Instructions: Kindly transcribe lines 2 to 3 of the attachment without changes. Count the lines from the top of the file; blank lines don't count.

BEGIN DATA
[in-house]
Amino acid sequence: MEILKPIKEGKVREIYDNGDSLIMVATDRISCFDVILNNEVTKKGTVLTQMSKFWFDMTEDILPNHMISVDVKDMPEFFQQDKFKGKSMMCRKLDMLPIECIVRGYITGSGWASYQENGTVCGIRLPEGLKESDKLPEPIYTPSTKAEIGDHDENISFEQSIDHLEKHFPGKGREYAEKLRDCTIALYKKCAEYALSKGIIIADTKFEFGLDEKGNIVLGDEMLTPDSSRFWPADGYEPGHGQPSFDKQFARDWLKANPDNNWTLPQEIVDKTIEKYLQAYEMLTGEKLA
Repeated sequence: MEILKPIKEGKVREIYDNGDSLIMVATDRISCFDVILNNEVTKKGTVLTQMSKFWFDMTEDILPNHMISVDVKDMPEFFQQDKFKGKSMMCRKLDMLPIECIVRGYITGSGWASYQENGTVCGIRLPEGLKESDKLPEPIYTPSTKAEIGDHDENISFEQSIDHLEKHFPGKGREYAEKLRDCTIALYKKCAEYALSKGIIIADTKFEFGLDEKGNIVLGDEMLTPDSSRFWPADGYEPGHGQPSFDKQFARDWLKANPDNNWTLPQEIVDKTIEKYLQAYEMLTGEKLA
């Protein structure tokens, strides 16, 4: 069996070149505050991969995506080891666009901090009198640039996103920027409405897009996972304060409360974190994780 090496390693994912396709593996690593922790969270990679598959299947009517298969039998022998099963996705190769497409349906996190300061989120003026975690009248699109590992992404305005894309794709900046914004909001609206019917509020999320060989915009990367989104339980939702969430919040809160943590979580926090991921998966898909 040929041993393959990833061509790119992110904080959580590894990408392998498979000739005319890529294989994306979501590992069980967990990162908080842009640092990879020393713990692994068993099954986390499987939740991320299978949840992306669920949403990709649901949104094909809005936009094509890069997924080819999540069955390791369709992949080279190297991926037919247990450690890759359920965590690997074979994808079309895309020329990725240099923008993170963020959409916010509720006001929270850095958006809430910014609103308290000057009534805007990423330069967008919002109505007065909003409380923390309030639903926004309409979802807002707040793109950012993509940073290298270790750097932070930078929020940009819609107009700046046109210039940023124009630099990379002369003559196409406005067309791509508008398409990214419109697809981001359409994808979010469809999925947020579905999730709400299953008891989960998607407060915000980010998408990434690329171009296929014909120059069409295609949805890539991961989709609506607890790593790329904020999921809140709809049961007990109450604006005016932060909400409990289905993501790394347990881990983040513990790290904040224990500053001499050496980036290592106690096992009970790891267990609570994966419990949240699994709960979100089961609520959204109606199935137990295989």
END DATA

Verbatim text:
Amino acid sequence: MEILKPIKEGKVREIYDNGDSLIMVATDRISCFDVILNNEVTKKGTVLTQMSKFWFDMTEDILPNHMISVDVKDMPEFFQQDKFKGKSMMCRKLDMLPIECIVRGYITGSGWASYQENGTVCGIRLPEGLKESDKLPEPIYTPSTKAEIGDHDENISFEQSIDHLEKHFPGKGREYAEKLRDCTIALYKKCAEYALSKGIIIADTKFEFGLDEKGNIVLGDEMLTPDSSRFWPADGYEPGHGQPSFDKQFARDWLKANPDNNWTLPQEIVDKTIEKYLQAYEMLTGEKLA
Repeated sequence: MEILKPIKEGKVREIYDNGDSLIMVATDRISCFDVILNNEVTKKGTVLTQMSKFWFDMTEDILPNHMISVDVKDMPEFFQQDKFKGKSMMCRKLDMLPIECIVRGYITGSGWASYQENGTVCGIRLPEGLKESDKLPEPIYTPSTKAEIGDHDENISFEQSIDHLEKHFPGKGREYAEKLRDCTIALYKKCAEYALSKGIIIADTKFEFGLDEKGNIVLGDEMLTPDSSRFWPADGYEPGHGQPSFDKQFARDWLKANPDNNWTLPQEIVDKTIEKYLQAYEMLTGEKLA